Hundreds of people who had undergone forced sterilization will be reimbursed by the Swedish state. According to the new bill, each victim will be recompensed with tens of thousands of dollars, which is still less than half of what the Swedish sexual minorities lobbyist organization has been craving.
A bill submitted to Council on Legislation proposes a compensation of SEK 225,000 ($27,000) to each of the roughly 700 victims, the Swedish Dagens Nyheter daily reported.
"We the government are aware that this cannot be reversed, but we want to make it clear that we feel it was wrong to require sterilization. Today we strongly distance ourselves from this requirement," Social Affairs Minister Annika Strandhäll said.
The Swedish Federation for Lesbian, Gay, Bisexual, Transgender and Queer Rights (RFSL) has previously demanded the extent of reimbursement to be set at SEK 535,000 ($64,000) per person. The RFSL has also demanded an official apology from the state, an issue on which the Swedish government remains undecided.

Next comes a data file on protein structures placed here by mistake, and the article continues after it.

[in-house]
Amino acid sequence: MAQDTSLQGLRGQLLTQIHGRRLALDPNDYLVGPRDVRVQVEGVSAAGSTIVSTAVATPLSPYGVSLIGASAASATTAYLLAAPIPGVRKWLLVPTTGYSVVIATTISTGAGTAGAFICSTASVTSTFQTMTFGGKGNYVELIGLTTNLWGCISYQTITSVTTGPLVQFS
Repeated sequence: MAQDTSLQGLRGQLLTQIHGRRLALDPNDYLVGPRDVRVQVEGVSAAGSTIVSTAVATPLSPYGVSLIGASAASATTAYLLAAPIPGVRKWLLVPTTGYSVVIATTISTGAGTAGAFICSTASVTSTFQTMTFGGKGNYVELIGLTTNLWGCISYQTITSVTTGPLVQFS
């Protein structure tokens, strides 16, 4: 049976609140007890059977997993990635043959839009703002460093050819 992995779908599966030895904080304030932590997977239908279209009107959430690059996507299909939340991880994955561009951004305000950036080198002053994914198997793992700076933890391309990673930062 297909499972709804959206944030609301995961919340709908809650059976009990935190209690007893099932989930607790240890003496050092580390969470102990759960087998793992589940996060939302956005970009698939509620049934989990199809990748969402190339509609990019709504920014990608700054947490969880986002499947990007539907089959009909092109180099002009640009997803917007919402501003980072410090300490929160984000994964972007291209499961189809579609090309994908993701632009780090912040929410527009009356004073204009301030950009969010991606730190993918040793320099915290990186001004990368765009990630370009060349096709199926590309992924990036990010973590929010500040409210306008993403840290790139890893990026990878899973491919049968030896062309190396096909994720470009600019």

RFSL deputy chairman Magnus Kolsjö called the proposal "historical," but was still not completely satisfied with the government's actions.
"I wonder why the government does not invite people and come up with an official apology. It would mean incredibly much for those who were sterilized," Kolsjö said.
Prior to sterilization concerning gender reassignment, Sweden maintained a compulsory sterilization program that ran between 1934 and 1975 with eugenic undertones. A 2000 government report found 21,000 individuals deemed "feeble-minded" or otherwise "unfit for society" to have been forcibly sterilized, of which at least 6,000 were coerced into "voluntary" sterilization.
Compulsory sterilization was promoted by the State Institute for Racial Biology (SIFR), which was later renamed the State Institute for Human Genetics and incorporated with Uppsala University.